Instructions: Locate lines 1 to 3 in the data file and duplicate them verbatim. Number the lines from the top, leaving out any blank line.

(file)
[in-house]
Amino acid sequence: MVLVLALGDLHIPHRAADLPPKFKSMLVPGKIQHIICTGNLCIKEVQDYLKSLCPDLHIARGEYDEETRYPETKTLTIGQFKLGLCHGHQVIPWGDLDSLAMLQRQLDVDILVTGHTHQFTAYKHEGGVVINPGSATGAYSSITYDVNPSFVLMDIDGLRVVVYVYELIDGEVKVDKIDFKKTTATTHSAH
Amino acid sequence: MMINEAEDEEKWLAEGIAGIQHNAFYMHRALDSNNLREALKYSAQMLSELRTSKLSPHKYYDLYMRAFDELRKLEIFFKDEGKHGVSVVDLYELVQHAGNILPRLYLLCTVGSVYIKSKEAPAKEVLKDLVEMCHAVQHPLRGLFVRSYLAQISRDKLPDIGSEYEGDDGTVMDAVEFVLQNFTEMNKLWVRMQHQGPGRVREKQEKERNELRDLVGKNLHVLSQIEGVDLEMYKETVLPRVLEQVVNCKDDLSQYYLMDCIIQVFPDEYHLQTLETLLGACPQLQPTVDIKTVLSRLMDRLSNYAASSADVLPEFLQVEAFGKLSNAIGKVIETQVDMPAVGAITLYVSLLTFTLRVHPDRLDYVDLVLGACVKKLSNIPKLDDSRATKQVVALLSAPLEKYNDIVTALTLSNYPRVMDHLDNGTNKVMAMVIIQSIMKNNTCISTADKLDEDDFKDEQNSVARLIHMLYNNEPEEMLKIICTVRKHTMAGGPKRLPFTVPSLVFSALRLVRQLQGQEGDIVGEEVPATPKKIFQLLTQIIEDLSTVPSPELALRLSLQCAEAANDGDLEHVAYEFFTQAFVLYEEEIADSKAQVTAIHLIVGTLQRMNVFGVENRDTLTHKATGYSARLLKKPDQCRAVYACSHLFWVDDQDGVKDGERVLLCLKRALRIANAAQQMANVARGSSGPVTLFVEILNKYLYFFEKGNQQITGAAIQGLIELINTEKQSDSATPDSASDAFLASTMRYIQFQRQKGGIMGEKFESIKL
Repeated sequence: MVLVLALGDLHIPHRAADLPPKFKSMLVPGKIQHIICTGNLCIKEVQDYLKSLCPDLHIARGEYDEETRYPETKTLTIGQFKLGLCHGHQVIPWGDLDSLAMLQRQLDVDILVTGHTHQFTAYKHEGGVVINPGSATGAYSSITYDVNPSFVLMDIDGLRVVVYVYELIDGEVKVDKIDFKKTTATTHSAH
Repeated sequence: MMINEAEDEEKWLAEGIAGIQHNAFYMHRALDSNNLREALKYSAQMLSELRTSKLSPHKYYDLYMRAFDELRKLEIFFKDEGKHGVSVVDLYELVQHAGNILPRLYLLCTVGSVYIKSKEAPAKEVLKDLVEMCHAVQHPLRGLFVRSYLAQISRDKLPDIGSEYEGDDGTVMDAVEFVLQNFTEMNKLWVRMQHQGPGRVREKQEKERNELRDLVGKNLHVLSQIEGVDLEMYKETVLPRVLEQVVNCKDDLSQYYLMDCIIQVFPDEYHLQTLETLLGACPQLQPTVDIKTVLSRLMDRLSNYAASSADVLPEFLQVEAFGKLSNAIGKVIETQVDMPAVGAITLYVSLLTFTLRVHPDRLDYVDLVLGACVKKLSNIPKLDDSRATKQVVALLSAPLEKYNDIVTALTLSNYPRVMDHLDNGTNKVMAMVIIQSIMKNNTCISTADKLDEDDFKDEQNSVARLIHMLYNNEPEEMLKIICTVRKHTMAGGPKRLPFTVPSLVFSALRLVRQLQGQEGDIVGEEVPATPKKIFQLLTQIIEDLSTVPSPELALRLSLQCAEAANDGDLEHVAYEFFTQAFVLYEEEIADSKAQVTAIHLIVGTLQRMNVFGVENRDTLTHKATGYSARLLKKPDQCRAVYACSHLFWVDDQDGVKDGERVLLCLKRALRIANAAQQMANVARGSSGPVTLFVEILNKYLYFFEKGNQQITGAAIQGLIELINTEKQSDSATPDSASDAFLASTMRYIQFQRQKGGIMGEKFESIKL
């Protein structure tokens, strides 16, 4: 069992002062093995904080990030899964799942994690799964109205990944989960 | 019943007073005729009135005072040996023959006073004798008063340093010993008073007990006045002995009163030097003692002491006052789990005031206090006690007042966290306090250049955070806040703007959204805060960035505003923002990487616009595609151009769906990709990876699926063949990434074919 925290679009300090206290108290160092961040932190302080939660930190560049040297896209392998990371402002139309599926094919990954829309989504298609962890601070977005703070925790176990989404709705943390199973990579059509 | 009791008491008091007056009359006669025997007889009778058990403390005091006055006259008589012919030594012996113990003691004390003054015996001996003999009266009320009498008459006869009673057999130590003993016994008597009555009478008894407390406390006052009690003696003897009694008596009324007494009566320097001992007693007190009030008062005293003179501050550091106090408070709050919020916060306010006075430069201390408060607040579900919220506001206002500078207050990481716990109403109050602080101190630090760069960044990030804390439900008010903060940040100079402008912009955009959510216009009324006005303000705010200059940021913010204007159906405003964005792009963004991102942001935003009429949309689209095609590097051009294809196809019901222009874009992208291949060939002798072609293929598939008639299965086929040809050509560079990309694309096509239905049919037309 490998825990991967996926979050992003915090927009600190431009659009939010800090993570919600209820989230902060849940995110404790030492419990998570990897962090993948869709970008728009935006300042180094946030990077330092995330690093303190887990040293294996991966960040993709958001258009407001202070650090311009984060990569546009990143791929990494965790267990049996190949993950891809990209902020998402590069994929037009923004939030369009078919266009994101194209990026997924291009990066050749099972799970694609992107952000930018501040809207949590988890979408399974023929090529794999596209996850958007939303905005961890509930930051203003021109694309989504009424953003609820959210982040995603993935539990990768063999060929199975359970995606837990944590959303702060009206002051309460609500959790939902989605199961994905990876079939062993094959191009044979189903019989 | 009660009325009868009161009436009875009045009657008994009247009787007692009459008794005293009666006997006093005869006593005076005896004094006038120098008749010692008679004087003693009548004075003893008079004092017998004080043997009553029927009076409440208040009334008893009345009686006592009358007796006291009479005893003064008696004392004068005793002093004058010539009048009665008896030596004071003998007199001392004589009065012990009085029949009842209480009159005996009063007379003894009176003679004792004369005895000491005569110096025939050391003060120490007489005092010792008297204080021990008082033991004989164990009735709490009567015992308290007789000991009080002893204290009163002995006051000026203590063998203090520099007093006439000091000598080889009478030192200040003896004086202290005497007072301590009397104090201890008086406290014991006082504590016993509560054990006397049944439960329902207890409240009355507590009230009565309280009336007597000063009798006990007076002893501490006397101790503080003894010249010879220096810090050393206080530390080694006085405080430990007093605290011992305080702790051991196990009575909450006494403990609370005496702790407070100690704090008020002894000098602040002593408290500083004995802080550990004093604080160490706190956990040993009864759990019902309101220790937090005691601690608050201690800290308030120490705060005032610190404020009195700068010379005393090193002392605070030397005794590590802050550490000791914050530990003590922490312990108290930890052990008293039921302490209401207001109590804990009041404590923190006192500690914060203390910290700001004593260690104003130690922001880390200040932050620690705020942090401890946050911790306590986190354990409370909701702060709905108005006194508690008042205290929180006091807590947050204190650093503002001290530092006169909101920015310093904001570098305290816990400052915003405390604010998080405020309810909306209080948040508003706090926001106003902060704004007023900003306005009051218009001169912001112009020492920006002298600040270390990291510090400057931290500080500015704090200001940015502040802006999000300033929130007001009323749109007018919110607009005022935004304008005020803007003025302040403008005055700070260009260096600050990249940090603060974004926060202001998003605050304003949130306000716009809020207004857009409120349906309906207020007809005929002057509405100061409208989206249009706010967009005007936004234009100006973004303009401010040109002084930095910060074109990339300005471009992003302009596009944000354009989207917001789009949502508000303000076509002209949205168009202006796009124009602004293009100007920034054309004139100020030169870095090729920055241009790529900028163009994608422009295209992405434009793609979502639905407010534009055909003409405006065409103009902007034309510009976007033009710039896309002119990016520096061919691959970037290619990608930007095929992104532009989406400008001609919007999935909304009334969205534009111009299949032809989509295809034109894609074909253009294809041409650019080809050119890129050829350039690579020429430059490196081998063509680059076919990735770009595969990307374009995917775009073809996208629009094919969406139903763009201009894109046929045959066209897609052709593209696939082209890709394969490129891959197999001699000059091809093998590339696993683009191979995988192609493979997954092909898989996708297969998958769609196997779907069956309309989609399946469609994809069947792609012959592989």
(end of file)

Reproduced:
[in-house]
Amino acid sequence: MVLVLALGDLHIPHRAADLPPKFKSMLVPGKIQHIICTGNLCIKEVQDYLKSLCPDLHIARGEYDEETRYPETKTLTIGQFKLGLCHGHQVIPWGDLDSLAMLQRQLDVDILVTGHTHQFTAYKHEGGVVINPGSATGAYSSITYDVNPSFVLMDIDGLRVVVYVYELIDGEVKVDKIDFKKTTATTHSAH
Amino acid sequence: MMINEAEDEEKWLAEGIAGIQHNAFYMHRALDSNNLREALKYSAQMLSELRTSKLSPHKYYDLYMRAFDELRKLEIFFKDEGKHGVSVVDLYELVQHAGNILPRLYLLCTVGSVYIKSKEAPAKEVLKDLVEMCHAVQHPLRGLFVRSYLAQISRDKLPDIGSEYEGDDGTVMDAVEFVLQNFTEMNKLWVRMQHQGPGRVREKQEKERNELRDLVGKNLHVLSQIEGVDLEMYKETVLPRVLEQVVNCKDDLSQYYLMDCIIQVFPDEYHLQTLETLLGACPQLQPTVDIKTVLSRLMDRLSNYAASSADVLPEFLQVEAFGKLSNAIGKVIETQVDMPAVGAITLYVSLLTFTLRVHPDRLDYVDLVLGACVKKLSNIPKLDDSRATKQVVALLSAPLEKYNDIVTALTLSNYPRVMDHLDNGTNKVMAMVIIQSIMKNNTCISTADKLDEDDFKDEQNSVARLIHMLYNNEPEEMLKIICTVRKHTMAGGPKRLPFTVPSLVFSALRLVRQLQGQEGDIVGEEVPATPKKIFQLLTQIIEDLSTVPSPELALRLSLQCAEAANDGDLEHVAYEFFTQAFVLYEEEIADSKAQVTAIHLIVGTLQRMNVFGVENRDTLTHKATGYSARLLKKPDQCRAVYACSHLFWVDDQDGVKDGERVLLCLKRALRIANAAQQMANVARGSSGPVTLFVEILNKYLYFFEKGNQQITGAAIQGLIELINTEKQSDSATPDSASDAFLASTMRYIQFQRQKGGIMGEKFESIKL